Level: beginner

Verbs in English have four basic parts:

 Base form   -ing form    Past tense   Past participle 
work working worked worked
play playing played played
listen listening listened listened

Most verbs are regular: they have a past tense and past participle with –ed (worked, played, listened). But many of the most frequent verbs are irregular.

Level: beginner

Basic parts

Verbs in English have four basic parts:

 Base form   -ing form    Past tense   Past participle 
work working worked worked
play playing played played
listen listening listened listened

Most verbs are regular: they have a past tense and past participle with –ed (worked, played, listened). But many of the most frequent verbs are irregular.

Verb phrases

Verb phrases in English have the following forms:

  1. main verb:
  main verb  
We are here.
I like it.
Everybody saw the accident.
We laughed.  

The verb can be in the present tense (are, like) or the past tense (saw, laughed).

  1. the auxiliary verb be and a main verb in the –ing form:
  auxiliary be -ing form
Everybody is watching.
We were laughing.

A verb phrase with be and –ing expresses continuous aspect. A verb with am/is/are expresses present continuous and a verb with was/were expresses past continuous.

  1. the auxiliary verb have and a main verb in the past participle form:
  auxiliary have past participle  
They have enjoyed themselves.
Everybody has worked hard.
He had finished work.

A verb phrase with have and the past participle expresses perfect aspect. A verb with have/has expresses present perfect and a verb with had expresses past perfect.

  1. modal verb (can, could, may, might, must, shall, should, will, would) and a main verb:
  modal verb main verb
They will come.
He might come.
The verb phrase 1

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The verb phrase 2

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Level: intermediate

  1. the auxiliary verbs have and been and a main verb in the –ing form:
  auxiliary have been -ing form  
Everybody has been working hard.
He had been singing.  

A verb phrase with have been and the -ing form expresses both perfect aspect and continuous aspect. A verb with have/has expresses present perfect continuous and a verb with had expresses past perfect continuous.

  1. a modal verb and the auxiliaries be, have and have been:
  modal auxiliary verb
They will be listening.
He might have arrived.
She must have been listening.
  1. the auxiliary verb be and a main verb in the past participle form:
  auxiliary be past participle  
English is spoken all over the world.
The windows have been cleaned.  
Lunch was being served.  
The work will be finished soon.
They might have been invited to the party.

A verb phrase with be and the past participle expresses passive voice.

The verb phrase 3

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The verb phrase 4

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Level: advanced

We can use the auxiliaries do and did with the infinitive for emphasis:

It was a wonderful party. I did enjoy it.
I do agree with you. I think you are absolutely right.

We can also use do for polite invitations:

Do come and see us some time.
There will be lots of people there. Do bring your friends.

Comments

Sir,
We ask somebody, How did get interested in this or what interested you in this or what got you interested in this.
different ways to ask the same thing.

I want to know if we can also ask the same thing with same meaning like this:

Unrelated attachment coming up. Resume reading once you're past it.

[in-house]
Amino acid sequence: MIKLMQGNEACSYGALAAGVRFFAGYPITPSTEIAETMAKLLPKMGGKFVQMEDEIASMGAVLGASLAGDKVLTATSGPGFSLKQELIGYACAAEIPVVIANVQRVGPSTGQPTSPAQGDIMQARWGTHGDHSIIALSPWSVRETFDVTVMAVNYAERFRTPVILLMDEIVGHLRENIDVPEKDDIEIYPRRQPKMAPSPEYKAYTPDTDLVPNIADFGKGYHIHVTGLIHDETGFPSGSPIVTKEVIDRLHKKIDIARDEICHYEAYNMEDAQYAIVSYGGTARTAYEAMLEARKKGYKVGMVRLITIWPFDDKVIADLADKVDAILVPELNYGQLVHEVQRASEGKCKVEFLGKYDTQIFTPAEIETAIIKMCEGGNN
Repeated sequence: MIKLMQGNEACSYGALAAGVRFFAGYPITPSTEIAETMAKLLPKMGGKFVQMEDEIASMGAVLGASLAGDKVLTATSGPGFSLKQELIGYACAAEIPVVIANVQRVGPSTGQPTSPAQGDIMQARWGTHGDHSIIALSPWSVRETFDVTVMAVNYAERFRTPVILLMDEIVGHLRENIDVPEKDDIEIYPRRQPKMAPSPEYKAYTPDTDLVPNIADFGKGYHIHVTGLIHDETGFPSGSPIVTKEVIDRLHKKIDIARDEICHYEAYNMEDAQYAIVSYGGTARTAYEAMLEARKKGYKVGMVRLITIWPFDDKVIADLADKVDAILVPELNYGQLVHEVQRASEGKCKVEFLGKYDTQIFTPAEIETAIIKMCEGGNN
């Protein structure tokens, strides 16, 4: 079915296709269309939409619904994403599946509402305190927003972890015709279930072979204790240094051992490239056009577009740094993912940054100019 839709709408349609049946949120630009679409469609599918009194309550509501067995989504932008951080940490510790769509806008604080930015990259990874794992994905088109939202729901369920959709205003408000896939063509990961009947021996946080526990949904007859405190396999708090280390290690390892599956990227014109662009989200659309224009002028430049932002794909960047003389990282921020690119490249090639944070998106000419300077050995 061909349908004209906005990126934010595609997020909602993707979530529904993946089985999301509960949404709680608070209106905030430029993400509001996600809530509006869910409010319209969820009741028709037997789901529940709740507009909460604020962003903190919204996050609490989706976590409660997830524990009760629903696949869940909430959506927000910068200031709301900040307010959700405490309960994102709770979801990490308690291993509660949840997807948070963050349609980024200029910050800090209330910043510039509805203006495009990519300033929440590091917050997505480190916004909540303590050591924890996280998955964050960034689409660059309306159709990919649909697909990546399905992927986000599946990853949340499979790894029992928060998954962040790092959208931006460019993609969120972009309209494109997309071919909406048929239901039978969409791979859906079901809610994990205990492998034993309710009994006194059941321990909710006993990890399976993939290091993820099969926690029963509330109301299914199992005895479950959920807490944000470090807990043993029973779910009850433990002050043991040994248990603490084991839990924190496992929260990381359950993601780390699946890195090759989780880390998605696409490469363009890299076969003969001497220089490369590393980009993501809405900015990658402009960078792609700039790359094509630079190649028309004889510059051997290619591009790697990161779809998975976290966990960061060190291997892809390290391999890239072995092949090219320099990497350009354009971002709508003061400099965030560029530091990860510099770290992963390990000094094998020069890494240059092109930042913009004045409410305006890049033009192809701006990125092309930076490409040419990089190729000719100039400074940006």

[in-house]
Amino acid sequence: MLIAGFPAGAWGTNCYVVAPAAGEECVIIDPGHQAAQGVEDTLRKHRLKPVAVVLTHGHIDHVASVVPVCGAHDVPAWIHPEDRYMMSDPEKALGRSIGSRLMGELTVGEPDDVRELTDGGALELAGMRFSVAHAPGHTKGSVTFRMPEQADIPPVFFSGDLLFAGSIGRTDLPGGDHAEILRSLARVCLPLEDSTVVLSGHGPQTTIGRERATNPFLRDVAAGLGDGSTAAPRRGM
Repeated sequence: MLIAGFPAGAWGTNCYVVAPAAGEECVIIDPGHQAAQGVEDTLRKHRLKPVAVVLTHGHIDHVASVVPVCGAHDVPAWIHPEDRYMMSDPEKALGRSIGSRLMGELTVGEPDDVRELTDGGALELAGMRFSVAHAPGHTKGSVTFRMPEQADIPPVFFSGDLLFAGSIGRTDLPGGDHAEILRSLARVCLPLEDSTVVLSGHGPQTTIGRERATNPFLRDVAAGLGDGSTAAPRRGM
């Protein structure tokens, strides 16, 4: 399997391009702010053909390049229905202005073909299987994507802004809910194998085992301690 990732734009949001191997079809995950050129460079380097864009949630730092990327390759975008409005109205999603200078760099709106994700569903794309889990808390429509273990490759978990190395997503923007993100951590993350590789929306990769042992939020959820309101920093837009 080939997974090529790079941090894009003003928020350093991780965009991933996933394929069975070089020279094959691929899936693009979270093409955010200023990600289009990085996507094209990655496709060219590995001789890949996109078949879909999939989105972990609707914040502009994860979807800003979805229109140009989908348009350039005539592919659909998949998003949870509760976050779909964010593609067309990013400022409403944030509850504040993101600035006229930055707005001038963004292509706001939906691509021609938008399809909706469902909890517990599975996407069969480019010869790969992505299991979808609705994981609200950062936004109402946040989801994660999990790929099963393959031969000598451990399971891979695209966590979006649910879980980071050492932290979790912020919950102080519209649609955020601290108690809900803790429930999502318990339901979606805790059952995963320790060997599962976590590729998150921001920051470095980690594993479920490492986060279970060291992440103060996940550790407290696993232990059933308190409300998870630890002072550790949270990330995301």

What makes you interested in this ?

Hello SonuKumar

Probably the most common way to say this is 'How did you get interested in this?' or 'How did you get into this?' ('to get into something' means to become interested in something). You could say 'What makes you interested in cars?' but it's more natural to use one of the other suggestions I made above.

All the best

Kirk

The LearnEnglish Team

School reopens tomorrow.
School will reopen tomorrow.

Which one is the correct way?

Hello Mano Nedunchezhian,
Both sentences are grammatically correct. Which one you choose will depend upon the context and the speaker's intention.
We would use the present simple ('reopens') when the event is part of a calendar or schedule. We would use will ('will reopen') when we are describing a decision or making a guess or prediction about the future.
You can read more about ways to talking about the future on this page:
https://learnenglish.britishcouncil.org/english-grammar-reference/talkin...
~
Peter
The LearnEnglish Team

Thanks Peter!

Hello,
I would like to ask if the following is correct : can we say are you offering math lessons?
Thank you in advance

Hello agie,
Yes, that is correct. In British English we would say 'maths' and in US English they say 'math'.
~
Peter
The LearnEnglish Team

Sir,
To my friend, I forgot to give the keys to open the door and he asked me why I hadn't give him the keys.
My reply to him was I forgot to do that or so.
But I could have also said "that's what I forget" or "To give you or giving you the keys is what I forgot (to do)". Could I not ?

Hello SonuKumar
You could possibly say 'That's what I forgot to do', but I think it would be much clearer to say 'Sorry, I forgot to give them to you' or 'Sorry, I forgot'. 'Giving you the keys is what I forgot to do' is grammatically correct, but it's not appropriate for an apology -- it's more of a description than an apology.
All the best
Kirk
The LearnEnglish Team

Hi Peter & Kirk,

I am back to your website again.

Sorry, but my question is off topic but still under the umbrella of a much more bigger topic which is the verbs. I can't seem to find any lesson about subject-verb agreement. Has there been any discussion made about it?

I really want to read it, and maybe ask few questions about it.

Thank you!

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